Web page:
Summer tips for your dog. Hot weather and sun exposure can cause a lot of unpleasant damage, and this poses special risks to your dog as well. Make sure our tips become the routine of the day during this summer period.
Here are some Summer tips for your dog |
Risks from high temperatures
If your dog stays out in the yard on a hot day, make sure he has a shady spot to rest on his boxing glove.
Never leave your dog in a locked vehicle on a hot day. The temperature inside a car can rise to over 100 degrees in a matter of minutes.
Always provide plenty of cool, freshwater.
Avoid exercises during the days when the days are extremely hot. Take it and walk with it early in the morning or evening, when the heat of the sun is less intense.
Try to avoid prolonged exposure to hot asphalt or sand, as it can burn your dog’s paws.
Dogs that are ‘brachycephalic’, such as Bulldogs, boxers, Pekingese, etc., have difficulty in high temperatures with the respiratory organs compared to long-haired dogs. We advise owners to keep dogs in a cool place or indoors with air conditioning.
Be sure to get vaccinated, especially for dogs that tend to stay outside for long periods of time and are in contact with other animals during the summer months.
Keep dogs that have been treated by a veterinarian or are pregnant away from high temperatures.
Fleas, ticks, and mosquitoes carry various and dangerous diseases, in addition, they are more prevalent in the warmer months. Ask your veterinarian about preventing the presence of these parasites.
Make sure your dog has a shady spot to rest in and have plenty of freshwater.
Dogs, especially those with short hair, can burn from the sun. Limit your dog’s exposure during the day and apply preparations to his ears and nose 30 minutes before going to the beach.
Check with a beach attendant the conditions of daily water. Dogs are easy targets for lice and sea jellyfish.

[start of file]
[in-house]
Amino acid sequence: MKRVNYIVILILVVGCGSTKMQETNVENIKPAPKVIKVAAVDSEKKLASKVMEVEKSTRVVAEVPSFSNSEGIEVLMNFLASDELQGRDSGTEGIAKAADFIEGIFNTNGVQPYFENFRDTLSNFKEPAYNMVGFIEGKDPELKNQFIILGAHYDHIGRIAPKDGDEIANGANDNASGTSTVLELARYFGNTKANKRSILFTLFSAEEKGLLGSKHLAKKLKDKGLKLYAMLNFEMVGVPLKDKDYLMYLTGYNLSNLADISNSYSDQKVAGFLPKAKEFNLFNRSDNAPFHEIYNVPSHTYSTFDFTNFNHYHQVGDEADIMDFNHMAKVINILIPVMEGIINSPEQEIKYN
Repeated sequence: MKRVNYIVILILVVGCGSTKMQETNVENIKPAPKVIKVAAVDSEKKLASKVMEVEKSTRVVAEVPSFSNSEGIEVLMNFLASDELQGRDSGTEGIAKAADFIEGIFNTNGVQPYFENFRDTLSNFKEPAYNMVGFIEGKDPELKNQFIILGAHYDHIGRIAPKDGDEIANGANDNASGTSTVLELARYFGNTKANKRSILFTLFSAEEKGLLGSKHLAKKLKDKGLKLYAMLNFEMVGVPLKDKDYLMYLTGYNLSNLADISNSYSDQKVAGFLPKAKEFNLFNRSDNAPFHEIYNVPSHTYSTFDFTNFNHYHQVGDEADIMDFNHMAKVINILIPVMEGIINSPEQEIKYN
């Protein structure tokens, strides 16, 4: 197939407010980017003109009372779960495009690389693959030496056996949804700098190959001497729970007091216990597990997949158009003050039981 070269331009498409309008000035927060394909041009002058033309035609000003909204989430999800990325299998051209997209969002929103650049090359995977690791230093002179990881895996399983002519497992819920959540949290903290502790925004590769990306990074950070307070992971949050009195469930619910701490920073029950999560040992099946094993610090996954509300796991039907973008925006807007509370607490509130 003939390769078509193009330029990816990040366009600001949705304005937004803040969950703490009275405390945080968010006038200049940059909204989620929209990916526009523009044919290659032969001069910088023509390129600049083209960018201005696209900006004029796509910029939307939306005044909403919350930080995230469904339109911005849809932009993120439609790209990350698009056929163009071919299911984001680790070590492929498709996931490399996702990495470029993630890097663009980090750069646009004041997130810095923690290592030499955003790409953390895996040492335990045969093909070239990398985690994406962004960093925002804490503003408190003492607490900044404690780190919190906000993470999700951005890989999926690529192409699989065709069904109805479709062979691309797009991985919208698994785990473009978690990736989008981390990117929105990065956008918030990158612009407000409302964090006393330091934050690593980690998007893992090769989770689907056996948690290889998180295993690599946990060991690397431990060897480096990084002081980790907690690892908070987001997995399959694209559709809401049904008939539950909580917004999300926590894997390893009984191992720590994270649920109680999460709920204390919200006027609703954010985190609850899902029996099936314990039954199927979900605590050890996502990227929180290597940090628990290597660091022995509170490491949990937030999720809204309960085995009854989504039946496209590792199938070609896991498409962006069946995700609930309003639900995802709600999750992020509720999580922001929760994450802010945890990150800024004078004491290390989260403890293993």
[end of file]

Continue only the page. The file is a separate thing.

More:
Running in the sand is hard work. A dog while running through the sand can easily pull the ligament, so keep your dog’s activity under control.
Do not allow to drink seawater, the salt will cause trouble.
Salt and other seawater minerals can damage your dog’s cover, so rinse it off at the end of the day.
Heatstroke can be serious and often fatal due to prolonged exposure of the dog to excess heat.
Below we mention the actions to be taken when your dog is hit by high temperatures:
• Body pain;
• Fast breathing;
• Bright red skin and tongue out;
• Efforts to maintain balance.
• White or blue skin;
• Lethargy, unwillingness to move;
• Uncontrolled urination or defecation;
• Noisy breathing;
• Shock condition;
If your dog starts to show signs of heatstroke, you should immediately try to cool him down as follows:
• Apply rubbing dog’s paws with alcohol;
• Apply ice packs to the groin area;
• Allow the dog to lick ice or drink a small amount of water;
• Send to a veterinarian for physiological digestion to restore lost electrolytes;
Check your dog’s temperature regularly during this process. Once the temperature has not stabilized or you cannot take the necessary measures to combat the signs advanced by the heat, send it urgently to the nearest veterinarian.
Finally, the message of the Veterinary Ambulance “Tribe Faunes”: Keep the animal for fun, and we take care of your pet’s health!